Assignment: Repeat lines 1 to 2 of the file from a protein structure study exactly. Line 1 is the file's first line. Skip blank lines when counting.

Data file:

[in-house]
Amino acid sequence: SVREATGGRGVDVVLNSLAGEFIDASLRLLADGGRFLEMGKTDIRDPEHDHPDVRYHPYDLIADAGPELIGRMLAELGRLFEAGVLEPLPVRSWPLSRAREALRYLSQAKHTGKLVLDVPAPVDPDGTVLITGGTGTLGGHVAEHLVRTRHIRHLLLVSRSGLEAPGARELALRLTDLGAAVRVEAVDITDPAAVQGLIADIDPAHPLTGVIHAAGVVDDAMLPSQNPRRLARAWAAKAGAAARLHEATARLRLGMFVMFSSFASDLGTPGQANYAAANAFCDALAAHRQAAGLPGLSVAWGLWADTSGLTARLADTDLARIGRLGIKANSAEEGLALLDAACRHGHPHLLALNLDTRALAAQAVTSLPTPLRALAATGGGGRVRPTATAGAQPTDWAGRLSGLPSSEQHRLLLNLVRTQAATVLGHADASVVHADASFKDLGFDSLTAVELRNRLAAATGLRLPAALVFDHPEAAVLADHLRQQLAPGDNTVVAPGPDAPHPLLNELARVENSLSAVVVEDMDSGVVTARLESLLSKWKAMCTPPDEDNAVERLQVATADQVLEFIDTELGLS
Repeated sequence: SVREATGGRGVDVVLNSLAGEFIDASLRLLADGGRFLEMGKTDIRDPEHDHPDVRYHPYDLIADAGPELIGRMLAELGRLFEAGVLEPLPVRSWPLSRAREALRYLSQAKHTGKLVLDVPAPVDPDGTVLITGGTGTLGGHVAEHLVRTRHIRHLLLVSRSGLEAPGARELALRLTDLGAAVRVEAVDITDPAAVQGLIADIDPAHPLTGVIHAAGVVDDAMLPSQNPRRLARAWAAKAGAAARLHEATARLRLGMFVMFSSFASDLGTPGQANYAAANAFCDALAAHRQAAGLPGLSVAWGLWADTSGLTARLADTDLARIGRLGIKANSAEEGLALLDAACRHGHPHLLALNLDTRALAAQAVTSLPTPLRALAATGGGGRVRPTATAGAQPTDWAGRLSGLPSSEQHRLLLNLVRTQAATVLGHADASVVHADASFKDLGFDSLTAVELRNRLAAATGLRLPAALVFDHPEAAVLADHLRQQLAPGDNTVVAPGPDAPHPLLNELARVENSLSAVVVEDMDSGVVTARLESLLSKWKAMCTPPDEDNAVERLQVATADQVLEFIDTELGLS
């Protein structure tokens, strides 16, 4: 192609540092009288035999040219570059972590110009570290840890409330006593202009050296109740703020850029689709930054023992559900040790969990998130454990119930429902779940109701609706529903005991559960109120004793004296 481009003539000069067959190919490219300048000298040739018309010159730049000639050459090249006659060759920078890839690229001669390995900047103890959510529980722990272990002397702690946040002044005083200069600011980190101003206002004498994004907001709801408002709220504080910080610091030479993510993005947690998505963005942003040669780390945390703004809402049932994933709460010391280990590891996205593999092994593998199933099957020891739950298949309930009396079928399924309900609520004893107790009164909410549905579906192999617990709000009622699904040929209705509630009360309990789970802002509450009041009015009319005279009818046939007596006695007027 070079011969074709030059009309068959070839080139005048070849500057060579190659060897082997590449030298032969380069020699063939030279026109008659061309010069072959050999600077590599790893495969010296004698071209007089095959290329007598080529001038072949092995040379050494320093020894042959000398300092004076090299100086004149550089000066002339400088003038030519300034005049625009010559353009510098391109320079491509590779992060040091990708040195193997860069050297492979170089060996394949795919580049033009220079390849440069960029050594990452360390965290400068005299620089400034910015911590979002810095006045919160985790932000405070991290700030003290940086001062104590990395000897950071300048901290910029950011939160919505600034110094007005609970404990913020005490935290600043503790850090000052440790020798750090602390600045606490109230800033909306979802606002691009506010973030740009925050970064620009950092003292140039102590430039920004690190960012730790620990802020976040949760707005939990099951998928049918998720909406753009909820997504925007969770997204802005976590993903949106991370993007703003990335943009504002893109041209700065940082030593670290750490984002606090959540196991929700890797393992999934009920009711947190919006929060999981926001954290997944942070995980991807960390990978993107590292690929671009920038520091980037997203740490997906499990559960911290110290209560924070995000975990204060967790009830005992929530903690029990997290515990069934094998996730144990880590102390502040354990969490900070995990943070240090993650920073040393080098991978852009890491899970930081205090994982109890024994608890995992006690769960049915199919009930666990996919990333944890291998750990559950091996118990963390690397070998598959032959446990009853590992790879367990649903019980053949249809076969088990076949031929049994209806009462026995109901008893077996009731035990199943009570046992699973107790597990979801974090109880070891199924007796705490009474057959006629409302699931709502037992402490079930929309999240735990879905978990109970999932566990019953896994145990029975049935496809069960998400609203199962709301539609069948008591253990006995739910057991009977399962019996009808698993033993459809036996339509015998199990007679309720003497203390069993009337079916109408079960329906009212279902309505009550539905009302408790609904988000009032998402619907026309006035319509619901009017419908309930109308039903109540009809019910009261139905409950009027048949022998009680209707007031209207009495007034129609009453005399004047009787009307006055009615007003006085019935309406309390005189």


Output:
[in-house]
Amino acid sequence: SVREATGGRGVDVVLNSLAGEFIDASLRLLADGGRFLEMGKTDIRDPEHDHPDVRYHPYDLIADAGPELIGRMLAELGRLFEAGVLEPLPVRSWPLSRAREALRYLSQAKHTGKLVLDVPAPVDPDGTVLITGGTGTLGGHVAEHLVRTRHIRHLLLVSRSGLEAPGARELALRLTDLGAAVRVEAVDITDPAAVQGLIADIDPAHPLTGVIHAAGVVDDAMLPSQNPRRLARAWAAKAGAAARLHEATARLRLGMFVMFSSFASDLGTPGQANYAAANAFCDALAAHRQAAGLPGLSVAWGLWADTSGLTARLADTDLARIGRLGIKANSAEEGLALLDAACRHGHPHLLALNLDTRALAAQAVTSLPTPLRALAATGGGGRVRPTATAGAQPTDWAGRLSGLPSSEQHRLLLNLVRTQAATVLGHADASVVHADASFKDLGFDSLTAVELRNRLAAATGLRLPAALVFDHPEAAVLADHLRQQLAPGDNTVVAPGPDAPHPLLNELARVENSLSAVVVEDMDSGVVTARLESLLSKWKAMCTPPDEDNAVERLQVATADQVLEFIDTELGLS